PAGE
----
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I think that examining this soliloquy will be the first step that you will have to take. Part of the reason why Macbeth's reaction is so depressing is because of a moment of realization, an awareness of the futility of one's life. Examine how he describes both his reactions to her death as well as the nature of life, itself. It's almost as if Macbeth is admitting that everything that they both sought, all that was emphasized and underscored, turned out to be for nothing. The imagery in his reaction reveals this sense of nihilism. The idea of "tomorrow, tomorrow creeps in this petty pace" helps to bring out the idea that time does not stop for anyone and that, in a way, all of us are "on the clock." The fact that death is described as "dusty" is another way that a hollowness is present in articulating both Macbeth's state of mind and how he views reality. The notion of "a brief candle" is something that relates the quickness and silly fragility of life and the soaring of consciousness being a "tale told by an idiot, full of sound and fury, yet signifying nothing" helps to bring to a crescendo the meaninglessness of life. The fact that this realization hits Macbeth upon hearing news of his wife's death makes it all the more depressing.
To understand Macbeth's reaction to his wife's death, it is important to understand their relationship. Does Macbeth love his wife? Definitely. There is a deep passion there. They are a team. They will literally do anything for each other.
Consider this, Lady Macbeth hatches the plan to kill Duncan but it is Macbeth who carries the plan out, even adding his own twist when he kills the grooms. He surprises her with the murder of Banquo but it is Lady Macbeth who covers for him at the banquet when he begins to act strangely. This is teamwork in action.
The guilt of her part in what has happened finally drives her mad and Macbeth feels helpless. In Act V, scene 3, he questions the doctor who explains that her illness is mental, not physical and that, "Therein the patient/Must minister to himself." This isn't the answer he wishes to hear and replies, "Throw physic to the wind; I'll none of it."
In the next scene (4), Seyton tell him that Lady Macbeth is dead. Macbeth replies, "She should have died hereafter./There would have been a time for such a word." He then launches into one of the most famous speeches in the play and he comes to the realization that everything he has done has led to nothing. He regrets that he does not have time to mourn his wife's death because he is too busy fighting for his own life. Maybe tomorrow he can mourn her.
What is so depressing is Macbeth's realization about his life. The Tomorrow speech is a depressing view of life, not just Macbeth's life but all life.
Macbeth's speech, as he prepares to go to battle, following Seyton telling him that "The queen, my lord, is dead," is one of the most famous speeches in all of Shakespeare's canon. As far as literal reaction to her death, he simply says:
She should have died hereafter.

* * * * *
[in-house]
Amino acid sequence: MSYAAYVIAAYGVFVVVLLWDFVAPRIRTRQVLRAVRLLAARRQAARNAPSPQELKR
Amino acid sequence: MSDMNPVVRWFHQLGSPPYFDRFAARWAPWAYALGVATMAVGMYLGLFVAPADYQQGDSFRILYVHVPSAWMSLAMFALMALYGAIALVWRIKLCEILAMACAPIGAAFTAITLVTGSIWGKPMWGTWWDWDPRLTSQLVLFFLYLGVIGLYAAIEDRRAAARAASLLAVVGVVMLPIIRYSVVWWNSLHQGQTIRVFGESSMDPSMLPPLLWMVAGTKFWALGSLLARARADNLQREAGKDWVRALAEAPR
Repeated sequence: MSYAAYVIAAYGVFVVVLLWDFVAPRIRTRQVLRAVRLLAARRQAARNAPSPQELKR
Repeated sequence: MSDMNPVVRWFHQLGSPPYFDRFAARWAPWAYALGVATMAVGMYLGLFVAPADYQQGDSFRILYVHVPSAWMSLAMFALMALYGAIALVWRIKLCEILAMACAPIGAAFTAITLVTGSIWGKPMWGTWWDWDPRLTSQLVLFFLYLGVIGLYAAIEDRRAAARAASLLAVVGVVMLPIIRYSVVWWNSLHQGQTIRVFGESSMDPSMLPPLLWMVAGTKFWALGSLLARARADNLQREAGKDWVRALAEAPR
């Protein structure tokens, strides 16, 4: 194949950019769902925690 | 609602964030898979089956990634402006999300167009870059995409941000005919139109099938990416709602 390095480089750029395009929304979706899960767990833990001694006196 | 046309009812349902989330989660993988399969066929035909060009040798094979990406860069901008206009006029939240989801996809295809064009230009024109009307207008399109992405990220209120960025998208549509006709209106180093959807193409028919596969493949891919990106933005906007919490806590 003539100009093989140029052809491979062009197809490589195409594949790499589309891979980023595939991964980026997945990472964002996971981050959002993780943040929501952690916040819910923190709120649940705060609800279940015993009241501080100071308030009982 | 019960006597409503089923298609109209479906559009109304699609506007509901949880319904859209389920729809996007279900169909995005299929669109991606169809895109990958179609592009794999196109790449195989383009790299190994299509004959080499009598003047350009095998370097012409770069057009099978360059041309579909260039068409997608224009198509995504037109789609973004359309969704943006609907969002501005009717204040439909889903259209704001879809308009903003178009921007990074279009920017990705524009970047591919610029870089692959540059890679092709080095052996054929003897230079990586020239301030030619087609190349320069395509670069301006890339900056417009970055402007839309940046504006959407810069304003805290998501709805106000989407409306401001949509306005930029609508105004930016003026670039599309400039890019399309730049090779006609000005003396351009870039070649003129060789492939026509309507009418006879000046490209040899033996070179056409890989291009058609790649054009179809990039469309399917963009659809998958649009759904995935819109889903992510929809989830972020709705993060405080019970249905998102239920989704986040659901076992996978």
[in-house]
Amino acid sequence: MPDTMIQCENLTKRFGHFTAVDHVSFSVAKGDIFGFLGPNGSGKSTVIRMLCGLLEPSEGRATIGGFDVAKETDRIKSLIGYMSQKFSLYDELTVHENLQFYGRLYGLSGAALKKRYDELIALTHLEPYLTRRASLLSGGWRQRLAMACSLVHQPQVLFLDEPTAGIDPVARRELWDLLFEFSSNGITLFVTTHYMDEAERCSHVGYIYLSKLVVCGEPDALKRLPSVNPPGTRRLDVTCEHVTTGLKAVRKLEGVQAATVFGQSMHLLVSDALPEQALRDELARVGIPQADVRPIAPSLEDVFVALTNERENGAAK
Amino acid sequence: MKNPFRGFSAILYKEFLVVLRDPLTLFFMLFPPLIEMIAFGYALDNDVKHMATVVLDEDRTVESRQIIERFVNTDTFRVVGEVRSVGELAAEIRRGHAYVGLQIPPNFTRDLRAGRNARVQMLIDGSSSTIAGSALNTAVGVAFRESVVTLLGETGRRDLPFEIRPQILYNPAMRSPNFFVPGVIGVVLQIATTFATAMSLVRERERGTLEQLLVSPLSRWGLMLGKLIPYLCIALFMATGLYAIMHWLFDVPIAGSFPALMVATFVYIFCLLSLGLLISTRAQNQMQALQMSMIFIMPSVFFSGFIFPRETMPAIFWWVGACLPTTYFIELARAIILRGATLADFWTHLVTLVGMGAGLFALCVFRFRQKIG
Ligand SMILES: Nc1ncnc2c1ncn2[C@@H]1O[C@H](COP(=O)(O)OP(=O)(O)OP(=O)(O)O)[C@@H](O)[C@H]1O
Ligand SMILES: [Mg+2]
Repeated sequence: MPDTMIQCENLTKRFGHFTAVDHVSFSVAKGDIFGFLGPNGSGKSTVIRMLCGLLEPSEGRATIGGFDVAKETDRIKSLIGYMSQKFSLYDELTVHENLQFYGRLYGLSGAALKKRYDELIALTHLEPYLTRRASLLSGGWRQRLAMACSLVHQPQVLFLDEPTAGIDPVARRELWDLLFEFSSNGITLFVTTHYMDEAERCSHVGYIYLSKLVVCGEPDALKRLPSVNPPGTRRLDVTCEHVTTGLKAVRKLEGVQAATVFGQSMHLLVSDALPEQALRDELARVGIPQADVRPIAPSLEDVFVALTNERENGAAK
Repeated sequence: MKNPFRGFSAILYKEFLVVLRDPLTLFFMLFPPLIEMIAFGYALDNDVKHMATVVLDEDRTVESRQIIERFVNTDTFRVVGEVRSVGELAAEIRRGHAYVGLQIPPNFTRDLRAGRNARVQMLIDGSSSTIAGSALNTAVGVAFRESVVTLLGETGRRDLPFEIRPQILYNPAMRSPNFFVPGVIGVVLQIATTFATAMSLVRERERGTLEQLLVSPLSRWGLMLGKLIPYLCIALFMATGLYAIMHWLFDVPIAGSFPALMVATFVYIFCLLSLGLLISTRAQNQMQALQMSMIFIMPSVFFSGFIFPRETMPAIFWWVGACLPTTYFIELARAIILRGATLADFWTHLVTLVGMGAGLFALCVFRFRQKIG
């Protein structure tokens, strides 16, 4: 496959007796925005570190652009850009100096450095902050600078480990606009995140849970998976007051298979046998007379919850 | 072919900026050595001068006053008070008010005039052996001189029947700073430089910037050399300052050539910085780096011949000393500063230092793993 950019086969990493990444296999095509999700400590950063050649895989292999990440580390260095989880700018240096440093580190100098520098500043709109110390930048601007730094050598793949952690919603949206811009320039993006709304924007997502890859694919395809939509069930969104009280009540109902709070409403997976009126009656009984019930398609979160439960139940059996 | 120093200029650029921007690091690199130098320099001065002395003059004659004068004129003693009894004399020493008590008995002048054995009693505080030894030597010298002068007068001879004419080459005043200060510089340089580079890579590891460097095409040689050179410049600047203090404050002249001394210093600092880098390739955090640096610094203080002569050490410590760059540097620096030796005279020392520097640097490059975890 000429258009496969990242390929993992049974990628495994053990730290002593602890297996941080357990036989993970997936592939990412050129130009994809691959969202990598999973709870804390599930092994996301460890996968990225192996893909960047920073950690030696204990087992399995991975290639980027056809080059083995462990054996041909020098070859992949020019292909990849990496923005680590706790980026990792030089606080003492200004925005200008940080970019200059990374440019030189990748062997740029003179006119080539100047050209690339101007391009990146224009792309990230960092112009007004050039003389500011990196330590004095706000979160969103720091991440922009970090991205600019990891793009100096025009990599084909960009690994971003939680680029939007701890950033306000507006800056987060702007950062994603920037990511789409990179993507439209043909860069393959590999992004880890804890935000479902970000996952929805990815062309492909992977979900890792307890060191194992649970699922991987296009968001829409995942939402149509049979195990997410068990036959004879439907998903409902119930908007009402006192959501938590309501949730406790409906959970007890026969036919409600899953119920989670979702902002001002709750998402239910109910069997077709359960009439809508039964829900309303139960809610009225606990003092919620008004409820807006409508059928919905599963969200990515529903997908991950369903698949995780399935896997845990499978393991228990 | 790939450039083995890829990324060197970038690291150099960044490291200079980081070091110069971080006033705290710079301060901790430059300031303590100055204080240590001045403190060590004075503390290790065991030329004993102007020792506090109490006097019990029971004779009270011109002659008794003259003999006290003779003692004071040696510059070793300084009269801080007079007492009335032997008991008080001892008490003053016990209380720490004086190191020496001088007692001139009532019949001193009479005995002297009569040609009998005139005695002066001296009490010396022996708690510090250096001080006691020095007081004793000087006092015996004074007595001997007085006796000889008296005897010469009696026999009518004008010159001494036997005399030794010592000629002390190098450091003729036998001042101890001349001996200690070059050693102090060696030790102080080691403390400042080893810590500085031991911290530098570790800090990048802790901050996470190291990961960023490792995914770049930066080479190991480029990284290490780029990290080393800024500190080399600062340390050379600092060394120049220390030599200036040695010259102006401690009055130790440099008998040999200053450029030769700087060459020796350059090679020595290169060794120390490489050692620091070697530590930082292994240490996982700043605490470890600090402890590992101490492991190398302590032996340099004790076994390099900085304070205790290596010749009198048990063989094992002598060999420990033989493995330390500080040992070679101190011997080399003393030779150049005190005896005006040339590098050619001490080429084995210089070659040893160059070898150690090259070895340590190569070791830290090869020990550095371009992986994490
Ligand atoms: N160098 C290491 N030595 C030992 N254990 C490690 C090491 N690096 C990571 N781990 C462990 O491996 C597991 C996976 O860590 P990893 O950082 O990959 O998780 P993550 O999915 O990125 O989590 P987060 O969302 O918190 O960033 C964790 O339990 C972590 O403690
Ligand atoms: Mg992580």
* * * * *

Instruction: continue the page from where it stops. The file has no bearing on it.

There would have been time for such a word.
Which means that, according to Macbeth, she should have lived longer, so he might have had time to grieve.
The rest of the speech can be considered depressing because of the point of view that Macbeth gives on life and death. It is however, continually discussed and debated, so you should try to read it carefully for yourself to see what your impression is of Macbeth's views.
Some things that stand out to me are, first, the rhythm of the text. The repetition with which it begins ("Tomorrow and tomorrow and tomorrow") really emphasizes monotony. And when he goes on to describe this procession of tomorrows as "creep"ing in at a "petty pace," the pointlessness of this monotony is brought out. Taking this parade of days to its ultimate conclusion ("the last syllable of recorded time"), only shows that, for Macbeth, there is no hope ever that life won't be a monotonous series of petty, creeping days. Pretty bleak stuff.
He also comments on human life calling those who have gone before "fools" going to "dusty death." He winds it up by calling life itself a "tale"
Told by an idiot, full of sound and fury,
You might call this "depressing," as you have mentioned in your question. But whatever you call it, it is devoid of hope for mankind or a hint of love for life.
After murdering King Duncan, Macbeth's personality underwent a complete metamorphosis. The man who was once so influenced by his wife didn't trust her anymore. Nevertheless, Lady Macbeth's sudden demise made him sad and reflective.The hardened sinner softened and once again Macbeth's poetic calibre comes to prominence. The words he uttered then are according to me the finest piece of spiritual revealation.
"To-morrow, and to-morrow and , and to-morrow
To me the above quoted lines are apparently depressing. We all know death is inevitable. Yet we love to console ourselves by thinking 'I' am here to live forever.Our obsession for power and money leads us to the abyss of depravity as it happened with Macbeth. But all is not so bleak. There is room for redemption.
I think the real journey of our life begins with this deep realizaton that all the clamour for name, fame and prestige is futile. Then comes the question what is the real purpose of life? If we delve deep into ourselves for its answer we would surely be redeemed from our stress and anxiety ridden life. In this sense I think Macbeth's reaction on Lady macbeth's death is not at all depressing but an eye-opener which can take us from the nadir of despair to the zenith of ecstasy.
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